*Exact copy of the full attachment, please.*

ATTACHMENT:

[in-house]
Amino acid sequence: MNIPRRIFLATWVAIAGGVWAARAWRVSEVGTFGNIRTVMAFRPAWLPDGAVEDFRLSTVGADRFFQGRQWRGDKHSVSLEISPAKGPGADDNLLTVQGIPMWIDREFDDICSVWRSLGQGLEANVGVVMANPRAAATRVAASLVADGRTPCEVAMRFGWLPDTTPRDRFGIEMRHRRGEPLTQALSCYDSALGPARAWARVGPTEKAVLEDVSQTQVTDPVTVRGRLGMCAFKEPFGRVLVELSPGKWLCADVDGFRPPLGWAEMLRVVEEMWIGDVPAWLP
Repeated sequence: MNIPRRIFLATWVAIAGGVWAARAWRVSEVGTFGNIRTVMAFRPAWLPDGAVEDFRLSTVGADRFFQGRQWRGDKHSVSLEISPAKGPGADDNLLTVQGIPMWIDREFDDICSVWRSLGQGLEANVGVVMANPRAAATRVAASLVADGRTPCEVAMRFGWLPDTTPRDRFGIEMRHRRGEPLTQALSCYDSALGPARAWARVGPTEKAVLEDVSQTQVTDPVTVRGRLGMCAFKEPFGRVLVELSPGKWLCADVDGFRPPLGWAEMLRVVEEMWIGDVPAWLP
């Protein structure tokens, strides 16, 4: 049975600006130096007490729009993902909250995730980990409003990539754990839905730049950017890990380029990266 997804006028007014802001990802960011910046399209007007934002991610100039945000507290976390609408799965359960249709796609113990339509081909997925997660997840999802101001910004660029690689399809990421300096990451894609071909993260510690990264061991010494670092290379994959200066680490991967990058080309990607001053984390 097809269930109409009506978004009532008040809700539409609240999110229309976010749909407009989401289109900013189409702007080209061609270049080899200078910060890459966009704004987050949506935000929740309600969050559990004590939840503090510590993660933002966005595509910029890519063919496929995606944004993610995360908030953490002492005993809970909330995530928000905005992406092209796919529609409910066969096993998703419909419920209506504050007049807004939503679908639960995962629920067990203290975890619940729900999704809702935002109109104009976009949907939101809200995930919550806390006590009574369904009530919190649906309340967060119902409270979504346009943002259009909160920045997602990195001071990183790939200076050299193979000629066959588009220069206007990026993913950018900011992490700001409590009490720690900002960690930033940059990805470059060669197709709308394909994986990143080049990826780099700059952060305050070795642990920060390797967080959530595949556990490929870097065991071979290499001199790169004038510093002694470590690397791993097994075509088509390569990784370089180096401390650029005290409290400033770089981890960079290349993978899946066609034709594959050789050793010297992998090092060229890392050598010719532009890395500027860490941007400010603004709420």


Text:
[in-house]
Amino acid sequence: MNIPRRIFLATWVAIAGGVWAARAWRVSEVGTFGNIRTVMAFRPAWLPDGAVEDFRLSTVGADRFFQGRQWRGDKHSVSLEISPAKGPGADDNLLTVQGIPMWIDREFDDICSVWRSLGQGLEANVGVVMANPRAAATRVAASLVADGRTPCEVAMRFGWLPDTTPRDRFGIEMRHRRGEPLTQALSCYDSALGPARAWARVGPTEKAVLEDVSQTQVTDPVTVRGRLGMCAFKEPFGRVLVELSPGKWLCADVDGFRPPLGWAEMLRVVEEMWIGDVPAWLP
Repeated sequence: MNIPRRIFLATWVAIAGGVWAARAWRVSEVGTFGNIRTVMAFRPAWLPDGAVEDFRLSTVGADRFFQGRQWRGDKHSVSLEISPAKGPGADDNLLTVQGIPMWIDREFDDICSVWRSLGQGLEANVGVVMANPRAAATRVAASLVADGRTPCEVAMRFGWLPDTTPRDRFGIEMRHRRGEPLTQALSCYDSALGPARAWARVGPTEKAVLEDVSQTQVTDPVTVRGRLGMCAFKEPFGRVLVELSPGKWLCADVDGFRPPLGWAEMLRVVEEMWIGDVPAWLP
């Protein structure tokens, strides 16, 4: 049975600006130096007490729009993902909250995730980990409003990539754990839905730049950017890990380029990266 997804006028007014802001990802960011910046399209007007934002991610100039945000507290976390609408799965359960249709796609113990339509081909997925997660997840999802101001910004660029690689399809990421300096990451894609071909993260510690990264061991010494670092290379994959200066680490991967990058080309990607001053984390 097809269930109409009506978004009532008040809700539409609240999110229309976010749909407009989401289109900013189409702007080209061609270049080899200078910060890459966009704004987050949506935000929740309600969050559990004590939840503090510590993660933002966005595509910029890519063919496929995606944004993610995360908030953490002492005993809970909330995530928000905005992406092209796919529609409910066969096993998703419909419920209506504050007049807004939503679908639960995962629920067990203290975890619940729900999704809702935002109109104009976009949907939101809200995930919550806390006590009574369904009530919190649906309340967060119902409270979504346009943002259009909160920045997602990195001071990183790939200076050299193979000629066959588009220069206007990026993913950018900011992490700001409590009490720690900002960690930033940059990805470059060669197709709308394909994986990143080049990826780099700059952060305050070795642990920060390797967080959530595949556990490929870097065991071979290499001199790169004038510093002694470590690397791993097994075509088509390569990784370089180096401390650029005290409290400033770089981890960079290349993978899946066609034709594959050789050793010297992998090092060229890392050598010719532009890395500027860490941007400010603004709420």